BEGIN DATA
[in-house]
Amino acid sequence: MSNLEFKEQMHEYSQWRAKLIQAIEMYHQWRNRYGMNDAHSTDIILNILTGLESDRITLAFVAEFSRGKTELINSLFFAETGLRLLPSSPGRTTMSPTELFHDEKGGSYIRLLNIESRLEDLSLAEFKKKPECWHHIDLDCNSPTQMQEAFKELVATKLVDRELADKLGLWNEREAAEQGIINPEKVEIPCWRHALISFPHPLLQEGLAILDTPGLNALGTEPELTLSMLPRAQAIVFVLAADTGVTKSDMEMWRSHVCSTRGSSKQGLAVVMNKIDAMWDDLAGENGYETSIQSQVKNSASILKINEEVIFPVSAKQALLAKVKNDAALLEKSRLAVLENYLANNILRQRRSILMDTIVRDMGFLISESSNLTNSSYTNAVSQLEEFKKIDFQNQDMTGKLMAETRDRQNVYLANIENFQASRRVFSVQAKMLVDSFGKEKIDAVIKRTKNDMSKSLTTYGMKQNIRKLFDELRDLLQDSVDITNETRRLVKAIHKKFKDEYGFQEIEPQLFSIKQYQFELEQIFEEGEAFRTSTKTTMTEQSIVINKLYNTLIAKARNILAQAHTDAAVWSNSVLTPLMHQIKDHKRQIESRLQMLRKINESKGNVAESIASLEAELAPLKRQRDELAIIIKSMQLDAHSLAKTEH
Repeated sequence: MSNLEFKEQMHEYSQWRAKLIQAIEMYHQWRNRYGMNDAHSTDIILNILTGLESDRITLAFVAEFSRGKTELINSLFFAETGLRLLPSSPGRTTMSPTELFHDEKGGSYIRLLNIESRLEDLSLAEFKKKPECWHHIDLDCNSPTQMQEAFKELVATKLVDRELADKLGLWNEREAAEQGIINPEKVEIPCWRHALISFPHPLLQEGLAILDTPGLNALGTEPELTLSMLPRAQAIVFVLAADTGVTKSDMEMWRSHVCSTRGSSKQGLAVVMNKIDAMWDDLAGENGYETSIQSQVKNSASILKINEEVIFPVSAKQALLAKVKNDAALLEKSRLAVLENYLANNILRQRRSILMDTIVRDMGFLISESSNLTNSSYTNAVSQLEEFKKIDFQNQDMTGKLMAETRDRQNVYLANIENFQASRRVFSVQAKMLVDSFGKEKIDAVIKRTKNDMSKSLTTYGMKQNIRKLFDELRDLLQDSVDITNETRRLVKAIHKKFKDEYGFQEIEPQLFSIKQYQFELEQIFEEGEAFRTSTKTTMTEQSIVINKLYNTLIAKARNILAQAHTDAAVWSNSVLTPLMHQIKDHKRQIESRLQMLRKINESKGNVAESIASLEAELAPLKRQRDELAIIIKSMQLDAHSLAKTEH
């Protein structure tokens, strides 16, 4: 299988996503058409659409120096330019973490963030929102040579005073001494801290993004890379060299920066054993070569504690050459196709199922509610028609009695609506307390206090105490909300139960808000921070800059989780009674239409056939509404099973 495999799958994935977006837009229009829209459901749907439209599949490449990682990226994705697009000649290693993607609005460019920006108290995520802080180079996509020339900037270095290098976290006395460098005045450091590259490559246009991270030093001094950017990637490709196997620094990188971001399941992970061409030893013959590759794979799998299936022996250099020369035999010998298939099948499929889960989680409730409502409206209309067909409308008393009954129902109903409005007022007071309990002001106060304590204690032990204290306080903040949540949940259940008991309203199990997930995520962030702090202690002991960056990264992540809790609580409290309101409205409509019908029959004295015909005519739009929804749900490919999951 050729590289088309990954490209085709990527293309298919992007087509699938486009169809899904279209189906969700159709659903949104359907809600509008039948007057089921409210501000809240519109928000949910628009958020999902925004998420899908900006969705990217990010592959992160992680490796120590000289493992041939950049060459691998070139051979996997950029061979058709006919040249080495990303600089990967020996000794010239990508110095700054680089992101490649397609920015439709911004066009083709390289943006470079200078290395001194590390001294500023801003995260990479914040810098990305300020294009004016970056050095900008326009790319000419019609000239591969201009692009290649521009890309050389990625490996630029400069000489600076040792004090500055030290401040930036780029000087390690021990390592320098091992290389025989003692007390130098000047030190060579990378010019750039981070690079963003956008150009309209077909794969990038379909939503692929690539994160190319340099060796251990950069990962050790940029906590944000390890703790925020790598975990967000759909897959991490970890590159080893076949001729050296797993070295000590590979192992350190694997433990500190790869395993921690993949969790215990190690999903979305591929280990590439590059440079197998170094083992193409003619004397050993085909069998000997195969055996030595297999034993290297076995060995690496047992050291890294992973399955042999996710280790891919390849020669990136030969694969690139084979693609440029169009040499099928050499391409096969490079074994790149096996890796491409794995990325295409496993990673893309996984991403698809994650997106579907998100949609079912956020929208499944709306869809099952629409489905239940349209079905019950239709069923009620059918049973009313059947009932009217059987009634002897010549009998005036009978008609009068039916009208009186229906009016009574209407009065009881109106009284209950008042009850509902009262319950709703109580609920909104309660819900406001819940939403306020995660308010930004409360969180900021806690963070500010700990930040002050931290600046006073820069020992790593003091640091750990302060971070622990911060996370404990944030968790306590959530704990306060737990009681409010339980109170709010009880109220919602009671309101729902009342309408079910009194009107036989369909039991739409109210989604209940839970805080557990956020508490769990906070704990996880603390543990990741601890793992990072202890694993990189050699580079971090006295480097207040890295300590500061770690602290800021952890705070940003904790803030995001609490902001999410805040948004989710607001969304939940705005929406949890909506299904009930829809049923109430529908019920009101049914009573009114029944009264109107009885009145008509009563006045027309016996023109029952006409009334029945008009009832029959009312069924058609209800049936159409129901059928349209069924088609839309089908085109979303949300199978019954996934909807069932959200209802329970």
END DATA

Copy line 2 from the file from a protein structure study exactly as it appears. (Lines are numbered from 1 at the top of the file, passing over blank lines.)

Amino acid sequence: MSNLEFKEQMHEYSQWRAKLIQAIEMYHQWRNRYGMNDAHSTDIILNILTGLESDRITLAFVAEFSRGKTELINSLFFAETGLRLLPSSPGRTTMSPTELFHDEKGGSYIRLLNIESRLEDLSLAEFKKKPECWHHIDLDCNSPTQMQEAFKELVATKLVDRELADKLGLWNEREAAEQGIINPEKVEIPCWRHALISFPHPLLQEGLAILDTPGLNALGTEPELTLSMLPRAQAIVFVLAADTGVTKSDMEMWRSHVCSTRGSSKQGLAVVMNKIDAMWDDLAGENGYETSIQSQVKNSASILKINEEVIFPVSAKQALLAKVKNDAALLEKSRLAVLENYLANNILRQRRSILMDTIVRDMGFLISESSNLTNSSYTNAVSQLEEFKKIDFQNQDMTGKLMAETRDRQNVYLANIENFQASRRVFSVQAKMLVDSFGKEKIDAVIKRTKNDMSKSLTTYGMKQNIRKLFDELRDLLQDSVDITNETRRLVKAIHKKFKDEYGFQEIEPQLFSIKQYQFELEQIFEEGEAFRTSTKTTMTEQSIVINKLYNTLIAKARNILAQAHTDAAVWSNSVLTPLMHQIKDHKRQIESRLQMLRKINESKGNVAESIASLEAELAPLKRQRDELAIIIKSMQLDAHSLAKTEH